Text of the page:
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lncRNA NBR2 engages a metabolic checkpoint by regulating AMPK under energy stress

View Article: PubMed Central - PubMed

ABSTRACT

Long noncoding RNAs (lncRNAs) have emerged as critical regulators in various cellular processes. However, the potential involvement of lncRNAs in kinase signaling remains largely unknown. AMP-activated protein kinase (AMPK) acts as a critical sensor of cellular energy status. Here we show that lncRNA NBR2 (neighbor of BRCA1 gene 2) is induced by the LKB1-AMPK pathway under energy stress. Upon energy stress, NBR2 in turn interacts with AMPK and promotes AMPK kinase activity, thus forming a feed-forward loop to potentiate AMPK activation during energy stress. Depletion of NBR2 attenuates energy stress-induced AMPK activation, resulting in unchecked cell cycling, altered apoptosis/autophagy response, and increased tumor development in vivo. NBR2 is down-regulated and its low expression correlates with poor clinical outcomes in some human cancers. Together, our study uncovers a mechanism coupling lncRNAs with metabolic stress response, and provides a broad framework to further understand the regulation of kinase signaling by lncRNAs.

No MeSH data available.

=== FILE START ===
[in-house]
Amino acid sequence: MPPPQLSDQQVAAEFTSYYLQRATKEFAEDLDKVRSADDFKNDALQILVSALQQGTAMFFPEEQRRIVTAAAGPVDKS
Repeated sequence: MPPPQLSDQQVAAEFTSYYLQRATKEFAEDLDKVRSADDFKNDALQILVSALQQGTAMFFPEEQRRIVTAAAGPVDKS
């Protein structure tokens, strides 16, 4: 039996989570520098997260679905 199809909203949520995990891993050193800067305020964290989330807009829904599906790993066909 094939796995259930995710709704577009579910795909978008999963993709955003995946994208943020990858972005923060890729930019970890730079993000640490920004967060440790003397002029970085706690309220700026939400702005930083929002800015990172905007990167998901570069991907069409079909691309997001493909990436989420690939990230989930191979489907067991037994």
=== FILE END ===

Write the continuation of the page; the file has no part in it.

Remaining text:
Energy stress induces NBR2 expression through the LKB1-AMPK pathway(a, b) Various cell lines were cultured in 0 or 25 mM glucose-containing medium (a), or 0 or 5 mM 2DG-containing medium (b) for 12–24 hours, and then subjected to real-time PCR analysis to measure NBR2 expression (Mean ± s.d., n=3 biologically independent extracts, two-tailed paired Student’s t-test). (c, d) Hela or A549 cells stably expressing EV (empty vector) or Lkb1 expression vectors were cultured in 25 or 0 mM glucose-containing medium, and then subjected to real-time PCR (c) (Mean ± s.d., n=3 biologically independent extracts, two-tailed paired Student’s t-test) and Western blotting analyses (d). (e) MDA-MB-231 cells treated with 100 µM A769662 were subjected to real-time PCR analysis to measure NBR2 (Mean ± s.d., n=3 biologically independent extracts, two-tailed paired Student’s t-test). (f) MDA-MB-231 cells were treated with 20 µM Compound C in 25 or 0 mM glucose-containing medium for 24 hours, and then subjected to real-time PCR analysis to measure NBR2 expression (Mean ± s.d., n=3 biologically independent extracts, two-tailed paired Student’s t-test). (g) MDA-MB-231 cells transfected with AMPKα or control (Ctrl) siRNA were cultured in 25 or 0 mM glucose-containing medium for 24 hours, and then subjected to real-time PCR analysis to measure NBR2 (Mean ± s.d., n=3 biologically independent extracts, two-tailed paired Student’s t-test). Source data for a, b, c, e, f, g can be found in Supplementary Table 1. Unprocessed original scans of blots are shown in Supplemental Fig. 8.